One especially fascinating aspect of my job is sifting through medical history, something I was more than happy to do for my story on the resurgence of reported cases of
The story revolved around a bit of a mystery in the realm of public health: Why were healthcare providers reporting more cases of whooping cough? In the 1970s, the disease seemed to have all but disappeared, with just over 1,000 cases reported nationwide in the middle of that decade. In 2011, Illinois alone topped that number. California reported 10,000 cases in 2010.
Examining the recent history of the disease gave me an excuse to comb through searchable digitized archives of the paper, which stretch back to the 19th century. We use ProQuest Historical Newspapers" href="http://www.proquest.com/en-US/catalogs/databases/detail/pq-hist-news.shtml">ProQuest Historical Newspapers which is a subscription service and offers searchable archives of important newspapers (including ours) dating back to the 18th century.
Be warned, however, this can be a major time suck! It is easy to lose hours in these incredible archives.
Reading archived stories about whooping cough, it was obvious that the disease was common in the pre-
Besides being unable to prevent the disease, we knew little about treating whooping cough. In a time before antibiotics or vaccines, parents and physicians resorted to strange, pointless treatments.
Several stories from around the turn of the century described crowds of children gathered at factories belching pollution, which was thought to be an effective treatment for whooping cough.
"Gas As A Medicine: Chicago Factories Are A Whooping Cough Cure," was the headline for one 1898 story that appeared in the Chicago Daily Tribune. "One Place Last Year 'Treated' Three Thousand Children." Another, appearing in the Chicago Daily Tribune in 1893, read "Children At Gas Tanks: They Come To Inhale The Fumes For The Care Of Whooping Cough."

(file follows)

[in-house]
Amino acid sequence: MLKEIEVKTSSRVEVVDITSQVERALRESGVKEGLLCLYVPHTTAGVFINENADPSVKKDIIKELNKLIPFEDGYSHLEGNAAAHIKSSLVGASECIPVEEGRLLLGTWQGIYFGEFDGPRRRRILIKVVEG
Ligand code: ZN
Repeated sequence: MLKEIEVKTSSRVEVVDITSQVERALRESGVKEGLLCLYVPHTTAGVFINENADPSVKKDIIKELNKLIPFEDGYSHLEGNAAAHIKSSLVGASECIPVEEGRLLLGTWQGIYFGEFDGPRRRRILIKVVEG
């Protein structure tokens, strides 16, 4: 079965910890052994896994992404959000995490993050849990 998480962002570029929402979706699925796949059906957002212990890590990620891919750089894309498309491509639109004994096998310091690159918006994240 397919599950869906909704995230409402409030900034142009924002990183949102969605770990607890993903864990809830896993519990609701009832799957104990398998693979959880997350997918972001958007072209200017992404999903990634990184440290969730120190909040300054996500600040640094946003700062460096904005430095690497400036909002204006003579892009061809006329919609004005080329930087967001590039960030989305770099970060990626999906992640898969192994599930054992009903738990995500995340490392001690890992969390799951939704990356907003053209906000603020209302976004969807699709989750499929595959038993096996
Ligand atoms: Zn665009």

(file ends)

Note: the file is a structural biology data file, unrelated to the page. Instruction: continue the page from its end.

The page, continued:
Another great source of historic information about whooping cough is medical journals.
I found Dr. James Cherry’s articles on the history of whooping cough and the vaccines particularly useful and interesting. Cherry is a pediatric infectious disease specialist at UCLA, and an expert on whooping cough. You can find his papers here, on PubMed. Just search for “Cherry, JD:” Some scholarly papers are free. Others are not.
On PubMed, you can also find papers published by Dr. Louis Sauer, Chicago-area physician who developed one of the earliest whooping cough vaccines in the 1930s. Search for “Sauer, LW.”
From gas factories as treatment, to antibiotics. From being at the mercy of the germ, to vaccines. From a long-lasting vaccine with potentially difficult side effects to a milder vaccine, both in terms of how long it protects to its side effects. Looking back gives us a sense of where we are, how we got here and how far we have come.